therapeutics dialogical practices, in a cultural-historical approach. And I
asked here on the existence of English translation from “Проблема развития
и распада высших психических функций”, because I wish to translate it to
Portuguese but not if it exists in English. Mike Cole suggests reading
Luria, and Akhutina and Rodina. Very important suggestions, I will study
Akhutina and Rodina, and search another references by Luria than the ones I
have here (more in “classical science” style, than in the “romantic
science” books, maybe the ones what I need, I don’t know). But, what more
can you suggest to me about the “vygotskyan approach to mental health -
socio-genetic roots of mental diseases and psychotherapeutic semiotic

Thank you very much.

Umuarama, July 5, 2008.

(11) From Mike
Luria-- Also check out Akhutina and Rodina article at LCHC. And ask on XMCA
to see what comes up/mike
(10) From Achilles
I remember that there was a vygotskyan metaphorthat 'a building does not
tumbling down, by anotherlaws that ones it was constructed' (not exactly
this words,I quote by core)- maybe quoted by Kozulin, I don’t
exactlyremember high now. Seems to me a important methodological principle,
but I haven't seen much empirical work raised in it, in mental health
historical-cultural research, if you could help me with this to, I will be
very greatfull too.Thank you again, very much.Achilles,Umuarama, 04 July,
(9) From Mike
Yes, i firmly believe that.very important.mike
(8) From Achilles
Thanks...I had writed about my interest in othermail before read this.Do
you think that 'raspada (desintegration) problem'can help us understand
some questions to mentalhealth in historical-cultural
approach?Achilles,Umuarama, July 4, 2008

(7) From Bella
Why italian? I sent you the Russian text- here it is once more.Mike, we
just recently discussed problems of translation. If you want it tobe
published in English, it would be reasonable to use the original
Russiantext.Sincerely yours Bella Kotik-Friedgut
(6) From Mike
Whoa!! here is the article for Poalo in Italian!! I have sent to Pentti
fortranslation in JREEP/mikePS-- Thanks BorisЛегче найти на итальянском:Il
problema dello sviluppo e della disintegrazione delle funzioni
psichichesuperiori // La psicologia sovietica 1917-1936. Roma: Edit.
Riuniti, 1976.P. 330-347.С уважением,
(5) From Mike
No need to apologize for your English at all, Achilles!You provide a great
reference in Kozulin's book that should be accessible to readers of XMCA,
and in the article from Vygotsky reader. Abrigado!:-)mike

(4) From Achilles
Joao, Eugene and Mike,
The original text, in Russian we have in Russian Wikipedia, but the link
seems to be broken. But I have downloded it before. (atached here)

I wonder that the 'raspada' (disintegration/decay) problem is related not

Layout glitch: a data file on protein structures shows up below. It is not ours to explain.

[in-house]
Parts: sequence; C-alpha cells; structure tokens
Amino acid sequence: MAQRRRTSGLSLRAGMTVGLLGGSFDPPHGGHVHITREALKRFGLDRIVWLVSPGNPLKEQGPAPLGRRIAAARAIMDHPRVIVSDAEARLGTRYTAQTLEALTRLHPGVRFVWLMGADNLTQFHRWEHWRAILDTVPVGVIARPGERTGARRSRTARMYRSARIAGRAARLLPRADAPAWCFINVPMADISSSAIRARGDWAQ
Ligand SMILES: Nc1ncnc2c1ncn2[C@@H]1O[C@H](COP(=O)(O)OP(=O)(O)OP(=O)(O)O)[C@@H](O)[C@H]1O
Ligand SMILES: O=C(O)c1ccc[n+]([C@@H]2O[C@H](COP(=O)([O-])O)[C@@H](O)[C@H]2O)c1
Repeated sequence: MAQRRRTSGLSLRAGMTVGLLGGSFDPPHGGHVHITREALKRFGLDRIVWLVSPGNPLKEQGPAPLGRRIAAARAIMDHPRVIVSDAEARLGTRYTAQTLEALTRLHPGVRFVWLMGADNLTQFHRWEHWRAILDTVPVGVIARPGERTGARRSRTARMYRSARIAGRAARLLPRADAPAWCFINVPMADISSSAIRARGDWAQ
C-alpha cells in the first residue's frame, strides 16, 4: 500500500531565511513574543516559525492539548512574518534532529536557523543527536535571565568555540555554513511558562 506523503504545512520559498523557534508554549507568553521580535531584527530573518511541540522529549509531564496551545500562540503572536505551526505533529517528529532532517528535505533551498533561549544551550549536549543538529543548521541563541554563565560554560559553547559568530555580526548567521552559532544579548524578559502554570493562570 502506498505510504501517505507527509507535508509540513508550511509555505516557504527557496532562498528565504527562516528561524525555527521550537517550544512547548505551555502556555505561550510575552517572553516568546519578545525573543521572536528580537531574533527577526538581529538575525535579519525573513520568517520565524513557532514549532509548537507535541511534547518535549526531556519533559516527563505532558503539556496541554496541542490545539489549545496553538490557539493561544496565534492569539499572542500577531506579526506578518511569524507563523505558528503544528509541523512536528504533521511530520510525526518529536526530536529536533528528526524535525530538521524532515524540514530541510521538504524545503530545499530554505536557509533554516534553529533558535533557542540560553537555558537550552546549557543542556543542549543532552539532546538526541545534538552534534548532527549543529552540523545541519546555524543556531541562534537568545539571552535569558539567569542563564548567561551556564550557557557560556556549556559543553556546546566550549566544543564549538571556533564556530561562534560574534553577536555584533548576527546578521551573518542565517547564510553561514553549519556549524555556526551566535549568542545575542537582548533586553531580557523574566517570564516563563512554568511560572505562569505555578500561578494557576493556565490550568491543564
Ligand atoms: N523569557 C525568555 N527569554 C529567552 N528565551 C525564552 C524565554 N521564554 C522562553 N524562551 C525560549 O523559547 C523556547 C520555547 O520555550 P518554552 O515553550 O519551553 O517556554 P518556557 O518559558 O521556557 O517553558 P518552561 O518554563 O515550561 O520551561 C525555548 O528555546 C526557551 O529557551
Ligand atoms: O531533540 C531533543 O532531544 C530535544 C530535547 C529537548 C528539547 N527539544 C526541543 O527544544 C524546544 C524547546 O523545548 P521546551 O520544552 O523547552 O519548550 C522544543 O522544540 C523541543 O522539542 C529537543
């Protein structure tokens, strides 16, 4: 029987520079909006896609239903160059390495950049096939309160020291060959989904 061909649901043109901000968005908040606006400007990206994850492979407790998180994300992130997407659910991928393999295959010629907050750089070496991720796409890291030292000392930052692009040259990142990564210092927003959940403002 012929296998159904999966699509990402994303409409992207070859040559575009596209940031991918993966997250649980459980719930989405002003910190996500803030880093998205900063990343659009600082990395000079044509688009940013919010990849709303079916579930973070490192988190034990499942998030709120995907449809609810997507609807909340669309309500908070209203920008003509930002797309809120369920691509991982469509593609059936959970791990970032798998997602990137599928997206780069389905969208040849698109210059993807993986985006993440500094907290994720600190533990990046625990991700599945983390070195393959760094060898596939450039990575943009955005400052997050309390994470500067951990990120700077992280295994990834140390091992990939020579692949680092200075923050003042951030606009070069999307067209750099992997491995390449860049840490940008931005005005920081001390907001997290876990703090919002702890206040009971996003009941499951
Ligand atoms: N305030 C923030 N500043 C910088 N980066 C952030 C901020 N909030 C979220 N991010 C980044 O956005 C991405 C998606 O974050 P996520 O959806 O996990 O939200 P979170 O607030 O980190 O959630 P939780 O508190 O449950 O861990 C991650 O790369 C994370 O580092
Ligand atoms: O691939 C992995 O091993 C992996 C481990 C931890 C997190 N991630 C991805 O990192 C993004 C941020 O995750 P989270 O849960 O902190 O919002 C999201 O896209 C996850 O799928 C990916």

only to the defectology matters, but to the pathopsychology's too (like
schizophrenia and Pick's disease
- Kozulin presents this question in 'Vygotsky - a biography of ideas' (cap.
6 – Mind in Trouble - section Psychopathology and Regression); And there is
a Vygotsky´s article in the Vygotsky Reader about 'Though in Schizophrenia'
(I translate to Portuguese); the text about Pick's disease by Vygotsky,
Samukhin and Bierenbaum 'K voprosu o dementsii pri bolezni Pika -
klinitcheskoe i eksperimen- tal'no issledovanie' we find only in Russian
too, Joao obtains it here in the list and pass to me), but I don’t know
yet. I can try translate the Russian 'Problema razvitia i raspada vyschikh
psikhitcheskikh funktsii', aided by dictionaries and another on-line
translation tools, trying to learn Russian psychological vocabulary, but if
Eugene did it, its better.
Thanks. Excuse me about my wrong English writing, ok? But I think that I
can understand you very well, even so.
Umuarama, July 4, 2008

(3) From Mike
Hi Joao & Eugene--
I do not know of this article in English, although probably we can get it
translated if it is not. Meantime, I can recommend two sources that should
Vygotsky, L. (1993). The collected works of L.S.Vygotsky. Vol.2: The
fundamentals of defectology (abnormal psychology and learning disabilities)
(R.W.Rieber & A.S. Carton, Eds.). NY: Plenum Press.
Katarina Rodina's article which can be found at lchc as follows:
AR Luria's work should be relevant in several places.
Perhaps our Russian bibliophiles can come up with an origanal for
On Thu, Jul 3, 2008 at 3:58 AM,

(2) From Joao
Dear friends... somebody has this text in english:
'Problema razvitia i raspada vyschikh psikhitcheskikh funktsii'
Joao Martins

(1) Achilles para João

Eu também teria outro favor para te pedir. É de perguntarna tua lista XMCA
(é isso?), sobre haver ou não o seguinte textoem inglês. Em russo eu já
tenho e quero traduzir (vai ser maisrápido que o do Pick), mas se já
existir em outro lugar, nãohá necessidade. É o seguinte:'Problema razvitia
i raspada vyschikh psikhitcheskikh funktsii''Problema do desenvolvimento e
desintegração das funções psíquicassuperiores.'Será que já se encontra esse
texto em inglês ou espanhol?